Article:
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Friday, October 21, 2016

CG Stops 4 Unsafe Passenger Vessels

January 7, 2009

Boarding team members from Coast Guard Station Yankeetown stopped four unsafe passenger vessels operating on the Crystal River, Fla., and in the vicinity of Homosassa, Fla., Dec. 29, through Dec. 31, 2008.

During random safety boardings, crewmembers discovered two commercial vessels operated by Stadt Aquatic Adventures operating with more than their maximum allowable passengers. Additionally, Yankeetown crews discovered that the captain of the second vessel failed to properly report a marine casualty involving one of its main engines. The Coast Guard terminated both voyages for the safety infractions and will seek civil penalties against Stadt Aquatic Adventures. The Coast Guard will also pursue action to suspend the captains’ licenses for failing to comply with proper safety procedures.

Two commercial passenger vessels were boarded in Homosassa, Wednesday, by a boarding team from Station Yankeetown and were also found to be operating in an unsafe manner. The first vessel was operating with more than its six allowable passengers and without the required number of fire extinguishers and personal floatation devices. Additionally, the operator was not enrolled in a drug-testing program as required by federal law. The second vessel was also cited for operating with more than its six allowable passengers and failing to have a drug-testing program. Both voyages were terminated and the Coast Guard will seek civil penalties and suspension of the operator’s licenses.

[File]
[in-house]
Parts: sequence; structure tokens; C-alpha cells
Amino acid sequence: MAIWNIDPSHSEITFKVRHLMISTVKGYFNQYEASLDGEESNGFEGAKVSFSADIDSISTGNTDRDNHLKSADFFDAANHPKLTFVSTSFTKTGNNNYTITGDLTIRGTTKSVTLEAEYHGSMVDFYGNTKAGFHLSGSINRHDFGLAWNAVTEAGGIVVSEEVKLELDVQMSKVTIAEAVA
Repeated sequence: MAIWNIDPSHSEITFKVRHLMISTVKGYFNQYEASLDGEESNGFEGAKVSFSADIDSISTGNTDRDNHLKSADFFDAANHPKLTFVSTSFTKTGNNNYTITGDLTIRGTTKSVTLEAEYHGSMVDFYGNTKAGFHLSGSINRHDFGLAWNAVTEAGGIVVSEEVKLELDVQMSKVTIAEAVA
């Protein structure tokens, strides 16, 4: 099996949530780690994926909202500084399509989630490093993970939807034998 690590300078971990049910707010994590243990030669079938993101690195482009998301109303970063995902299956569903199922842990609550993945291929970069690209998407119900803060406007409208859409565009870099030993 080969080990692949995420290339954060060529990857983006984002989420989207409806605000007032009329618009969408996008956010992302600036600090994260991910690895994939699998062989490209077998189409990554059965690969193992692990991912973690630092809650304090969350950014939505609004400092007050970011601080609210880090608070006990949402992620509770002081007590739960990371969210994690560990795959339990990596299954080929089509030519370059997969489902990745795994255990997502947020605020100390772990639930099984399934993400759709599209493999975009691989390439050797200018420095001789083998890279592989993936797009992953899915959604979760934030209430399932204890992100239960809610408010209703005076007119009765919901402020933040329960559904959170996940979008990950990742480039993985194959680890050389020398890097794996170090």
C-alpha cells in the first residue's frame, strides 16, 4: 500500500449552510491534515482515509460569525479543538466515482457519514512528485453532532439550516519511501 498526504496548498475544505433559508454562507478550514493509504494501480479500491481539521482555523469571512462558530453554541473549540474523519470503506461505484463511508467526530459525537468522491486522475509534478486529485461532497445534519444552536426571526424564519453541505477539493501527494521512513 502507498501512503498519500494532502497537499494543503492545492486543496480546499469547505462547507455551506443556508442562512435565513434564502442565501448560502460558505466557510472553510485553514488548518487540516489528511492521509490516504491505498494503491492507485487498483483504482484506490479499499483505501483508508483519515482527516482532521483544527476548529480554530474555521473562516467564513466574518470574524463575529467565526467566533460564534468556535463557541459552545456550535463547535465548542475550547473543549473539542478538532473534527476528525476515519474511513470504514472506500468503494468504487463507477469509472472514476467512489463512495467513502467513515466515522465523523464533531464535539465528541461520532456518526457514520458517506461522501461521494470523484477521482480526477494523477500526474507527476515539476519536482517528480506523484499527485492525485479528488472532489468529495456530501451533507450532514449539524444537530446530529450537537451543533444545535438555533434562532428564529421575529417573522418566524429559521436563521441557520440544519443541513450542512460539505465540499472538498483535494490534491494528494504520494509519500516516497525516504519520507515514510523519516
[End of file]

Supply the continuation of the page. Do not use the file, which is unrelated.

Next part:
"Coast Guard regulations require all commercial inspected vessels carrying more than six passengers to successfully pass a rigorous safety inspection to obtain a Certificate of Inspection," said Coast Guard Lt. Matt Dooris, Sector St. Petersburg senior investigating officer. "The safety certificate attests to the vessel’s compliance with established structural stability, lifesaving, firefighting and navigational standards, as well as safe operating conditions and crew competencies."

The Coast Guard, in concert with state and local partners, actively investigates all reports of unsafe passenger vessel operations, imposing civil or criminal penalties where appropriate. Mariners who anticipate being a passenger on a vessel carrying more than six paying passengers, should ensure the vessel has satisfactorily passed a Coast Guard safety inspection before the voyage. To verify that this requirement has been satisfied, ask to see the vessel’s Certificate of Inspection, or Coast Guard Safety decal aboard the vessel.

Owners and operators who want to carry more than six paying passengers must receive a Coast Guard safety inspection by the local Officer In Charge of Marine Inspection.

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